In Vitro Transcription Assays and Their Application in Drug Discovery


Your institution must subscribe to JoVE's Genetics section to access this content.

Fill out the form below to receive a free trial or learn more about access:



In this manuscript, we describe a protocol to functionally examine transcription and the inhibitory activity of antibacterial agents targeting bacterial transcription.

Cite this Article

Copy Citation | Download Citations | Reprints and Permissions

Yang, X., Ma, C. In Vitro Transcription Assays and Their Application in Drug Discovery. J. Vis. Exp. (115), e54256, doi:10.3791/54256 (2016).


In vitro transcription assays have been developed and widely used for many years to study the molecular mechanisms involved in transcription. This process requires multi-subunit DNA-dependent RNA polymerase (RNAP) and a series of transcription factors that act to modulate the activity of RNAP during gene expression. Sequencing gel electrophoresis of radiolabeled transcripts is used to provide detailed mechanistic information on how transcription proceeds and what parameters can affect it. In this paper we describe the protocol to study how the essential elongation factor NusA regulates transcriptional pausing, as well as a method to identify an antibacterial agent targeting transcription initiation through inhibition of RNAP holoenzyme formation. These methods can be used a as platform for the development of additional approaches to explore the mechanism of action of the transcription factors which still remain unclear, as well as new antibacterial agents targeting transcription which is an underutilized drug target in antibiotic research and development.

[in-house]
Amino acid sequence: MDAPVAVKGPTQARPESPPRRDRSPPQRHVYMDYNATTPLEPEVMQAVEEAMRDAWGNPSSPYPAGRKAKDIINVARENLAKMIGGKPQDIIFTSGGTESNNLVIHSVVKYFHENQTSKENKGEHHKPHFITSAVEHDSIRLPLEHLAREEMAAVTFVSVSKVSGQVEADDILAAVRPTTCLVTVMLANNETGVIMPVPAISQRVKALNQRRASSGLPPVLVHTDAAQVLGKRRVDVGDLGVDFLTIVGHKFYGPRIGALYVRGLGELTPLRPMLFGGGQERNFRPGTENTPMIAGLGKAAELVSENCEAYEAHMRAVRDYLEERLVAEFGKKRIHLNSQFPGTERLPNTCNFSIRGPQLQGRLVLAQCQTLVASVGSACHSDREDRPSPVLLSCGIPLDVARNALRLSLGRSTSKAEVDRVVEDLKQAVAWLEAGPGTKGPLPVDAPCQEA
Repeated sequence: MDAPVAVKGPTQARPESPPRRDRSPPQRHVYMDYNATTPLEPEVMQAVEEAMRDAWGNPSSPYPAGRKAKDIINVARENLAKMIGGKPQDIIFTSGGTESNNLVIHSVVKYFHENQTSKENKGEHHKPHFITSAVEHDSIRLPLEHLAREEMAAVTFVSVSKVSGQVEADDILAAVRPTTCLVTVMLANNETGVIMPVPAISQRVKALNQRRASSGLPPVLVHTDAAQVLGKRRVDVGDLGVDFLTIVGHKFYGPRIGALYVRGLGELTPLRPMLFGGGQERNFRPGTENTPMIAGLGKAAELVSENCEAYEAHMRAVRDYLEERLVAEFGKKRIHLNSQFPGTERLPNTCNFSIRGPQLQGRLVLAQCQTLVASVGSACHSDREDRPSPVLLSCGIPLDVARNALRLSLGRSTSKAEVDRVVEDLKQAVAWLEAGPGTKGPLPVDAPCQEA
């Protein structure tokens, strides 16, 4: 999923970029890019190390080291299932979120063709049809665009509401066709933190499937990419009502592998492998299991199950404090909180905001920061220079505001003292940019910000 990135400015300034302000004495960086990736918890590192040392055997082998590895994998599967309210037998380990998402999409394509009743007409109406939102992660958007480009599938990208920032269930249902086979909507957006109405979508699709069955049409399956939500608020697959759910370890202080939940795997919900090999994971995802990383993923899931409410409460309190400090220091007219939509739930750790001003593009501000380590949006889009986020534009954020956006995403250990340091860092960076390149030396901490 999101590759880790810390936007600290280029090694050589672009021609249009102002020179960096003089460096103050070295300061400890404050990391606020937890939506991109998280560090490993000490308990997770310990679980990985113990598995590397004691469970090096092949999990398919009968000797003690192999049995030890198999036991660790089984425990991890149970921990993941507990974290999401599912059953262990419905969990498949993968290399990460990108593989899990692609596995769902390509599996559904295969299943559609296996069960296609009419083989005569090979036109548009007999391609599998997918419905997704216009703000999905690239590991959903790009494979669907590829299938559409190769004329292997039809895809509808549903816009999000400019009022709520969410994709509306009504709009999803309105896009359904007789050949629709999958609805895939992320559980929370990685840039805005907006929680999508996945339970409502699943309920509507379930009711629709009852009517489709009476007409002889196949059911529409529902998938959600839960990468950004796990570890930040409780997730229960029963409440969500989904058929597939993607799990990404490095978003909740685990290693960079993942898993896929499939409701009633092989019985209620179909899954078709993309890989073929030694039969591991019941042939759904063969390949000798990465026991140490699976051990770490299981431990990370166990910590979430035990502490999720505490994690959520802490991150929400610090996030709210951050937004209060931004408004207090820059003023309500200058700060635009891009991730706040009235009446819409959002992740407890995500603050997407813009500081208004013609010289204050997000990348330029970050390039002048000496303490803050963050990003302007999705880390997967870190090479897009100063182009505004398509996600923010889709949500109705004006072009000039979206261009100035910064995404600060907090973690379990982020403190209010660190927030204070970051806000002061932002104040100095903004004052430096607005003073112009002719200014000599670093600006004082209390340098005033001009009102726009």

Transcription is the process in which RNA is synthesized from a specific DNA template. In eukaryotic cells there are three distinct RNAPs: RNAP I transcribes rRNA precursors, RNAP II is responsible for the synthesis of mRNA and certain small nuclear RNAs, and the synthesis of 5S rRNA and tRNA is performed by RNAP III. In bacteria, there is only one RNAP responsible for the transcription of all classes of RNA. There are three stages of transcription: initiation, elongation and termination. Transcription is one of the most highly regulated processes in the cell. Each stage in the transcription cycle represents a checkpoint for the regulation of gene expression1. For initiation, RNAP has to associate with a sigma factor to form holoenzyme, which is required to direct the enzyme to specific sites called promoters2 to form an open promoter complex. Subsequently, a large suite of transcription factors are responsible for the regulation of RNAP activities during the elongation and termination phases. The transcription factor examined here is the highly conserved and essential protein, NusA. It is involved in regulating transcription pausing and termination, as well as anti-termination during rRNA synthesis3-5.

In vitro transcription assays have been developed as powerful tools to study the complex regulatory steps during transcription6. In general, a linear fragment of DNA including a promoter region is required as the template for transcription. The DNA template is usually generated by PCR or by linearizing a plasmid. Purified proteins and NTPs (including one radiolabeled NTP for detection purposes) are then added and product analyzed following the required period of incubation. Using appropriate templates and reaction conditions, all stages of transcription have been examined using this approach which has enabled detailed molecular characterization of transcription over the last half century7. In combination with information on the 3-dimensional structure of RNAP it has also been possible to probe the molecular mechanism of transcription inhibition by antibiotics and antibiotic leads, and use this information in the development of new, improved drugs8-10.